How to deal with parental guilt

Many parents feel guilt from time to time. You may feel you should be doing things differently. You might believe you’re not coping, or that you could be doing better. This is quite a common feeling, and it’s natural to want to do the best for your children.



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Remember it's a common feeling

The challenges you’re facing as a parent are new and difficult. Many parents feel the same way, even if they don’t talk about it.

Think about where your guilt is coming from. Is it something out of your control? If it’s something you can change, think about what you can reasonably do.

If you can’t control the situation, accept that you’re feeling guilty and that’s part of being a parent. Label the feeling as guilt and move on from it. Fighting it wastes energy and can affect your behaviour towards others.

Be kind to yourself

The happier you are, the happier you will be with your children. Ask yourself:

  • Are you critical of yourself? If so, try to think if you would talk to your family or friends in the same way.
  • What have you done for yourself this week? Taken a relaxing bath? Read a book? Caught up on your favourite TV show? If nothing springs to mind, take 15 minutes a day for yourself without feeling guilty.

You’re doing better than you might think

Reflect on the positives and highlight successes, big and small. At the end of the day, share one thing that’s gone well. Write it in a notebook. Or put up a board and have everyone write one thing they’ve learned that day.

This can help you take more notice of the good things, and appreciate what each day has given you.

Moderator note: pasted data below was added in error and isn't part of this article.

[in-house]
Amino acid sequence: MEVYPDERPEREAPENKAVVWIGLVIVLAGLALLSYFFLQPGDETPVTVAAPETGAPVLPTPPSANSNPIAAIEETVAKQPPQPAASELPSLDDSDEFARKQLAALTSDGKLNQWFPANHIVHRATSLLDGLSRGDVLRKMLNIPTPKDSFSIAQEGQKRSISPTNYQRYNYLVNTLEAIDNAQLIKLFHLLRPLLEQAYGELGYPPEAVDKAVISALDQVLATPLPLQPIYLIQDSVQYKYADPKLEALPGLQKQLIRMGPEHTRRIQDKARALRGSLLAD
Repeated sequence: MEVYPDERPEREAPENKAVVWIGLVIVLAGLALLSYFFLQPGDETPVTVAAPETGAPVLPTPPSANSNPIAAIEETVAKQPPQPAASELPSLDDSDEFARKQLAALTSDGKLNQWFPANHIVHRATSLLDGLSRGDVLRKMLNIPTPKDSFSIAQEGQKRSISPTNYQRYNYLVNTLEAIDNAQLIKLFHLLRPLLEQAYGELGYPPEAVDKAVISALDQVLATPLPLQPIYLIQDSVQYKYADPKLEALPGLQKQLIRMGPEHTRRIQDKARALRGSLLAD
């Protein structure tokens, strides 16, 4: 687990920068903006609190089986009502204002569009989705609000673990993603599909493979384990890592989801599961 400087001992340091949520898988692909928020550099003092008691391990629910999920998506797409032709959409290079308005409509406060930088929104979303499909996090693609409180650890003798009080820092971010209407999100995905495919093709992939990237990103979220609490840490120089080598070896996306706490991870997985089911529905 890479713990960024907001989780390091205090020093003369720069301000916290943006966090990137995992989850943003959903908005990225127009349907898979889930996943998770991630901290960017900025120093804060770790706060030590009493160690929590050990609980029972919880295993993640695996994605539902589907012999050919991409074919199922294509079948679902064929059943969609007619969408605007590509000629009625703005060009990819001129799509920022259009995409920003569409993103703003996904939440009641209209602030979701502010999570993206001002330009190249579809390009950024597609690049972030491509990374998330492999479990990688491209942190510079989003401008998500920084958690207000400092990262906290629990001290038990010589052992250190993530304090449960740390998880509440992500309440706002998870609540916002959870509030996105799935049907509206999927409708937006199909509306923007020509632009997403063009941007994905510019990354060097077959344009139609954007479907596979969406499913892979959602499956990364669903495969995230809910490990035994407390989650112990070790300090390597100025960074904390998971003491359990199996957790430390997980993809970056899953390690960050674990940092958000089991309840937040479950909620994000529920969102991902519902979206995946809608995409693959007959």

Don’t let social media get to you

Seeing other families doing well on social media can make you feel guilty. But remember that people only post the good. You might see them in the park. But they probably won’t post about 30 minutes they spent trying to get their toddler to put shoes on.

If helpful, limit how much you use social media. It might be useful to have a ‘clear out’ of the people you are following or friends with. If deleting someone is not an option, you can mute or hide their posts without them knowing.

Get support if you need it

Talk to someone you trust about how you’re feeling. Sometimes even just doing this and sharing experiences can help. If certain aspects feel hard, are there any changes you could make to help things feel easier?

If you’re struggling with low mood or having thoughts of ending your life, make sure you get support.


Want more support? For advice on your specific issue, speak to one of our parenting coaches.  

Go back

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How to talk to your child about difficult topics


Self-care ideas for parents


How can I cope with feelings of parental loneliness?


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